Freshwater mussels irrigate their gills through inhalant and exhalant siphons. The female bitterling introduces her eggs through the exhalant siphon using a long ovipositor. Then, the male deposits sperm near the inhalant siphon, so that the sperm are aspirated and fertilize the eggs within the gills. One or two days after fertilization, the embryo, which is in a very early stage of development, hatches. To rid themselves of parasites, mussels can “sneeze”, emitting a quick pulse of water through their gills. Bitterling embryos have developed adaptations to prevent this. Their yolk sac emits extensions that give the embryo an anchor-like shape, making it difficult to expel.

Figure 2. Scheme of the front-flip movement of the bitterling embryo and the development of the yolk sac extensions acting as an anchor. The final position of the bitterling larva is compared with the usual position of other fishes after normal development. Source: Wikimedia Commons

Even more surprising is the movement of the embryo relative to the yolk, unique among fish, a movement similar to the blastokinesis of embryos of many types of insects 3. Blastokinesis is an acrobatic back-and-forth movement of the embryo that can be seen in the first few seconds of this video. The bitterling embryo performs a kind of front-flip movement (figure 2). The entire process can be seen in this video published by the article’s authors. The end result of this front-flip is that the embryo’s head will be oriented toward the water current flowing through the gills and in the opposite direction to normal fish development.

After 3-4 weeks, the embryo completes its development at the expense of nutrients absorbed from the host, and the swimming larvae are released into the environment.

It is particularly striking that freshwater mussels generate, in their reproductive cycle, a glochidium larva that attaches to the gills of fish. Normally, the fish is not damaged by the glochidia, and the main purpose of this interaction is the dispersal of the mussel larvae. Thus, the bitterling and freshwater mussels can mutually harbour embryos and larvae of each other’s species. This led to speculation whether the relationship between fish and mussels could be classified as mutualism (beneficial for both species), but it has been demonstrated that the benefit obtained by the bitterling is much greater than the small cost of carrying the glochidia 4.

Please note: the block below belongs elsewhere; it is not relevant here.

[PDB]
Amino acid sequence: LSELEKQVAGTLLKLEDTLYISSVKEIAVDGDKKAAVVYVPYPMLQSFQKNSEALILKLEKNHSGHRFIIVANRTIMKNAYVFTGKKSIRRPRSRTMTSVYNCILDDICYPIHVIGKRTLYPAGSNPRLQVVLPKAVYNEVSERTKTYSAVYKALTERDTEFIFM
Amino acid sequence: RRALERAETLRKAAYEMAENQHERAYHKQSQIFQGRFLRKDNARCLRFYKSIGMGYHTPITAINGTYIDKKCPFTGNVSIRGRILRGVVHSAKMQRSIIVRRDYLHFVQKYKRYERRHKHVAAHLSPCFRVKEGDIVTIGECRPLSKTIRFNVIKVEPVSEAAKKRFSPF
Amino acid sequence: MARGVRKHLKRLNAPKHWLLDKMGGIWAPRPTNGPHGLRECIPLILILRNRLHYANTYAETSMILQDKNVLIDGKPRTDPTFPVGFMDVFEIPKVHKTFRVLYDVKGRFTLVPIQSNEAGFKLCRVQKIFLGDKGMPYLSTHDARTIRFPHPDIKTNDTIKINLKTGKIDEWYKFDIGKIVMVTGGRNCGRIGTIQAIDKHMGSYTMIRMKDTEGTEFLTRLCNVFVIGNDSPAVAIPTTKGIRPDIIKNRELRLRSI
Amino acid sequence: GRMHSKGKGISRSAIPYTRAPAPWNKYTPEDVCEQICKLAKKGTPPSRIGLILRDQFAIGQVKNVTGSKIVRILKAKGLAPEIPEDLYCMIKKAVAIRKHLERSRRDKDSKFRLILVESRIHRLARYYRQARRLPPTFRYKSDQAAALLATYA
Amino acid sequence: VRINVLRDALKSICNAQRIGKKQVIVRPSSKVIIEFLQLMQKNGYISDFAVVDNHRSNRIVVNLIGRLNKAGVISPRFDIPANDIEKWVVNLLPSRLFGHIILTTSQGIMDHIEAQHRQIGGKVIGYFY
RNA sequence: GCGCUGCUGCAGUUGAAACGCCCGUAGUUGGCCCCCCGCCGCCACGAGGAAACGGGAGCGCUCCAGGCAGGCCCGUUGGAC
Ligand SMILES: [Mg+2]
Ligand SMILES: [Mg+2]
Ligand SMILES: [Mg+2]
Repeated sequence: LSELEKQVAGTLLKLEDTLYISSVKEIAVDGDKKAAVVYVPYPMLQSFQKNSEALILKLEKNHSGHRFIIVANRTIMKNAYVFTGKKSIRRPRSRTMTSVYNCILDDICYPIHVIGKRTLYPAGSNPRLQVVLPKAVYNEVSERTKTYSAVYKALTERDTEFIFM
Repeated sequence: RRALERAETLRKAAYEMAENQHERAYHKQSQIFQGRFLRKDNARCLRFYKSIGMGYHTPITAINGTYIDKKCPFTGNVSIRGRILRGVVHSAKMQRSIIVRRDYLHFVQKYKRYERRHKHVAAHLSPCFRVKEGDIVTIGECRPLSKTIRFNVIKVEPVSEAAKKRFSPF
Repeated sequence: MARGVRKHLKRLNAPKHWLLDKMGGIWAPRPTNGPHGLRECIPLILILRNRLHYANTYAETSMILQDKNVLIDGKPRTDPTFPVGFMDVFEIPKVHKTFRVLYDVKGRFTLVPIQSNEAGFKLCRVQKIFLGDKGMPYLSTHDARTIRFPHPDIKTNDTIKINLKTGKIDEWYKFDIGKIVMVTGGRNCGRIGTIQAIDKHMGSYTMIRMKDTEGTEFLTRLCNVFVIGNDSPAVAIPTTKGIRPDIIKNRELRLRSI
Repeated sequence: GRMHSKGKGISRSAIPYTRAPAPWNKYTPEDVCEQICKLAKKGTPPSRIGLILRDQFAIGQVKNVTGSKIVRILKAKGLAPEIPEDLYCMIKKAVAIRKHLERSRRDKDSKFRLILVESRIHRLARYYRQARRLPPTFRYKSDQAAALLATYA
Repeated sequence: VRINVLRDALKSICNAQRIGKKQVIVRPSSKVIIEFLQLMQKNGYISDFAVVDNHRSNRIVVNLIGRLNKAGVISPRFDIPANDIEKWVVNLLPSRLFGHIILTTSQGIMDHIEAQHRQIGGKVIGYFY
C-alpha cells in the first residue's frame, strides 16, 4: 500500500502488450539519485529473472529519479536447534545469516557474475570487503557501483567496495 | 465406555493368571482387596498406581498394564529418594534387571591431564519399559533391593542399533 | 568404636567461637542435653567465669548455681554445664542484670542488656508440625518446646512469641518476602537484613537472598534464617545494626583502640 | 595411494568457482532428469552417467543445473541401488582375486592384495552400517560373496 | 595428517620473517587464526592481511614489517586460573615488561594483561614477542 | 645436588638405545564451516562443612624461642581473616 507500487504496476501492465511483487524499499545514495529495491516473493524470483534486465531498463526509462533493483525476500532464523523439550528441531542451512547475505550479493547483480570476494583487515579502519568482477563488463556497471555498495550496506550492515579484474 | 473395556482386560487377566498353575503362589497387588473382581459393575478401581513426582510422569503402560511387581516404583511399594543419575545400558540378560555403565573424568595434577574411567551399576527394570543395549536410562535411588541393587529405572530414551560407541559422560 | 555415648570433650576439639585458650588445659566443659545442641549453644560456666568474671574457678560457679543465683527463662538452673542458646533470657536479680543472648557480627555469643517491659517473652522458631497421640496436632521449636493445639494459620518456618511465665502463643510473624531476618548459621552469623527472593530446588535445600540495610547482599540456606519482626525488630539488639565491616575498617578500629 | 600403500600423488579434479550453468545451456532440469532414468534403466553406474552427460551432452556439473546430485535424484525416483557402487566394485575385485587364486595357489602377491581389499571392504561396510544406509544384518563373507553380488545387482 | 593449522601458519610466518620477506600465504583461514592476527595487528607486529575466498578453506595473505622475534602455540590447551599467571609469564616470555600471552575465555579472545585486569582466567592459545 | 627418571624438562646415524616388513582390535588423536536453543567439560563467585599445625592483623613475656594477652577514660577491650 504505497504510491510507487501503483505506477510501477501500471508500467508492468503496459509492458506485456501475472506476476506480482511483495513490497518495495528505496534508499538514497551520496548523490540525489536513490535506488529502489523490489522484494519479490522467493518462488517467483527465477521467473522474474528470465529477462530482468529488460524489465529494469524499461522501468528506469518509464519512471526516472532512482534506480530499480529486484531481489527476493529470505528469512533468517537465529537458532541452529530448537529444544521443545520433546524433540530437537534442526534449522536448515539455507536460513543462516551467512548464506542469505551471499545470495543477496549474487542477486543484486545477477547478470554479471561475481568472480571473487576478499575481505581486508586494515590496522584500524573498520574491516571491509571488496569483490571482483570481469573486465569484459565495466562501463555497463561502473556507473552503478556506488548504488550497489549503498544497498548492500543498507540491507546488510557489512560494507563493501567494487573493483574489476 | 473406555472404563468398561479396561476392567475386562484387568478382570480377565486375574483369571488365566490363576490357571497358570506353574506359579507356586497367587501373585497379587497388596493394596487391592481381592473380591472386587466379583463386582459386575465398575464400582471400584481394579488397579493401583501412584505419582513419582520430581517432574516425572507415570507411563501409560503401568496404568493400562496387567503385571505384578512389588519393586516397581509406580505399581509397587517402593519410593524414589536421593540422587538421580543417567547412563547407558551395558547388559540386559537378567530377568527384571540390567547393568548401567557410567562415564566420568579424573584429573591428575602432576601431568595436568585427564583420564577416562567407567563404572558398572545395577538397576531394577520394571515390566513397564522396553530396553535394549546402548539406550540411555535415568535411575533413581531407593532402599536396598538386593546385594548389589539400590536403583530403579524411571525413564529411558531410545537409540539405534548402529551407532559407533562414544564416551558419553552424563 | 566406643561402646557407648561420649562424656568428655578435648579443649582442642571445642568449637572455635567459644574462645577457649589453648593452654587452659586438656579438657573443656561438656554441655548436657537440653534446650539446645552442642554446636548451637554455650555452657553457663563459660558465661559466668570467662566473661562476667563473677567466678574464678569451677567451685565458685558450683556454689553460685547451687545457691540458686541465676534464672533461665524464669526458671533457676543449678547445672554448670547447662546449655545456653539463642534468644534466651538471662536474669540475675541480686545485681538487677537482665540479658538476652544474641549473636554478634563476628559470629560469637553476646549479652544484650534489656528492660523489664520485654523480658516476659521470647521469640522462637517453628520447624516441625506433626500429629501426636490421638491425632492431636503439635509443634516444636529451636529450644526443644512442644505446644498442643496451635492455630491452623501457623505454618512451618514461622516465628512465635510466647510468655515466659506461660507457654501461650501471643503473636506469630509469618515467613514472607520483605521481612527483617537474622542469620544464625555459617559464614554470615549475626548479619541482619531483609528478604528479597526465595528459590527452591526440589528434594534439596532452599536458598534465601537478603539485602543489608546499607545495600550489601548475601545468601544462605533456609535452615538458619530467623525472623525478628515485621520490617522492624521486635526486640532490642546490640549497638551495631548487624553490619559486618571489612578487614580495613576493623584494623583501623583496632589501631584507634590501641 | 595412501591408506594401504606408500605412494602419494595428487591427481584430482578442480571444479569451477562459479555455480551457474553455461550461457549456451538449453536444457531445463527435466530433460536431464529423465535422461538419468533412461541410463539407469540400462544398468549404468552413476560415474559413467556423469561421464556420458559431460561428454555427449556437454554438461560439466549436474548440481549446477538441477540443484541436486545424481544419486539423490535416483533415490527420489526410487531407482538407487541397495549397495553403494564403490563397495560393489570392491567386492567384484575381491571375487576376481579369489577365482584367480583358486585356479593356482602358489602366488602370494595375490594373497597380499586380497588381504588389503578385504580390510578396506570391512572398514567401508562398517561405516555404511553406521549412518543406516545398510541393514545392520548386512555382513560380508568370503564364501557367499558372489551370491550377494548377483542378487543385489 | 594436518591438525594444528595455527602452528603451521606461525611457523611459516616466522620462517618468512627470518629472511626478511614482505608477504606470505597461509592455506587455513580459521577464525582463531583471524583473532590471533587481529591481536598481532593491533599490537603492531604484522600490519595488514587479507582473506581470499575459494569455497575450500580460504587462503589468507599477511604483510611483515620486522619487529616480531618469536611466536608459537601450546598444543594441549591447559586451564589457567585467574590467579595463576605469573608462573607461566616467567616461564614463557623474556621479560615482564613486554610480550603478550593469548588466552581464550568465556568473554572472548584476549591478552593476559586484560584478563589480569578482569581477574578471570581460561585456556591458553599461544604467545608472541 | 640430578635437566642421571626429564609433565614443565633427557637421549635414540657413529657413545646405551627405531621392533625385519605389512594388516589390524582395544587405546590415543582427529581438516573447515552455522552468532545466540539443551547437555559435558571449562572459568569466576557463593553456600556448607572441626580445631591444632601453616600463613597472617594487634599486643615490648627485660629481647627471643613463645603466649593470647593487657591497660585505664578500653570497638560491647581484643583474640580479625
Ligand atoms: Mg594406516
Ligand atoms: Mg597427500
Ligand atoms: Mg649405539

This exceptional strategy of embryonic parasitism in vertebrates demonstrates the extraordinary innovative plasticity of development, which can generate very early adaptations to obtain evolutionary advantages.


  1. Leung TLF. (2014) Fish as parasites: an insight into evolutionary convergence in adaptations for parasitism. J Zool. doi:10.1111/jzo.12148.
  2. Yi W, Reichard M, Rücklin M, Richardson MK. (2024) Parasitic fish embryos do a “front-flip” on the yolk to resist expulsion from the host. Proc Natl Acad Sci U S A doi: 10.1073/pnas.2310082121
  3. Panfilio KA. (2008) Extraembryonic development in insects and the acrobatics of blastokinesis. Dev Biol. doi: 10.1016/j.ydbio.2007.11.004.
  4. Reichard M, Ondracková M, Przybylski M, Liu H, Smith C (2006) The costs and benefits in an unusual symbiosis: experimental evidence that bitterling fish (Rhodeus sericeus) are parasites of unionid mussels in Europe. J Evol Biol. doi: 10.1111/j.1420-9101.2005.01051.x.